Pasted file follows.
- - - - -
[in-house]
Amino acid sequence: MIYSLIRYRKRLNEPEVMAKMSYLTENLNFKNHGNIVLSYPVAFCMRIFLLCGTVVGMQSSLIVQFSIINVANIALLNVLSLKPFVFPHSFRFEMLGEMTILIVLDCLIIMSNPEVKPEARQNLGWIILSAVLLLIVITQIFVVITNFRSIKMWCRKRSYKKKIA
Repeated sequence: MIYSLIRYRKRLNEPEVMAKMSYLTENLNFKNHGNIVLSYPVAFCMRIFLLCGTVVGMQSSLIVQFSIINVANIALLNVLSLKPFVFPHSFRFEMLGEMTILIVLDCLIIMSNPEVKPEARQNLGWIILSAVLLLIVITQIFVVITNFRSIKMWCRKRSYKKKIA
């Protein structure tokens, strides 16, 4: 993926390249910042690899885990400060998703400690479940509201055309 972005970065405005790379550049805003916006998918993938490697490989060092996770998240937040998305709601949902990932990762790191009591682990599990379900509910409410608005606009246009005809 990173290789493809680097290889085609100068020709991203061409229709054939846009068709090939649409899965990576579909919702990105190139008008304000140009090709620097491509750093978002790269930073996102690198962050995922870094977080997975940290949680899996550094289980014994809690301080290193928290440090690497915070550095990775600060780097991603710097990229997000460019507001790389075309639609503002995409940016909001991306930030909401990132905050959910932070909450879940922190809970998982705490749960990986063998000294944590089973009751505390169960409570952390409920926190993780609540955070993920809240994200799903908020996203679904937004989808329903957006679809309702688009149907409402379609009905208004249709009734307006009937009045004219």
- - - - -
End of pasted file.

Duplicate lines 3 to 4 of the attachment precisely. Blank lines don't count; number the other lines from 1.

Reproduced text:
Repeated sequence: MIYSLIRYRKRLNEPEVMAKMSYLTENLNFKNHGNIVLSYPVAFCMRIFLLCGTVVGMQSSLIVQFSIINVANIALLNVLSLKPFVFPHSFRFEMLGEMTILIVLDCLIIMSNPEVKPEARQNLGWIILSAVLLLIVITQIFVVITNFRSIKMWCRKRSYKKKIA
């Protein structure tokens, strides 16, 4: 993926390249910042690899885990400060998703400690479940509201055309 972005970065405005790379550049805003916006998918993938490697490989060092996770998240937040998305709601949902990932990762790191009591682990599990379900509910409410608005606009246009005809 990173290789493809680097290889085609100068020709991203061409229709054939846009068709090939649409899965990576579909919702990105190139008008304000140009090709620097491509750093978002790269930073996102690198962050995922870094977080997975940290949680899996550094289980014994809690301080290193928290440090690497915070550095990775600060780097991603710097990229997000460019507001790389075309639609503002995409940016909001991306930030909401990132905050959910932070909450879940922190809970998982705490749960990986063998000294944590089973009751505390169960409570952390409920926190993780609540955070993920809240994200799903908020996203679904937004989808329903957006679809309702688009149907409402379609009905208004249709009734307006009937009045004219």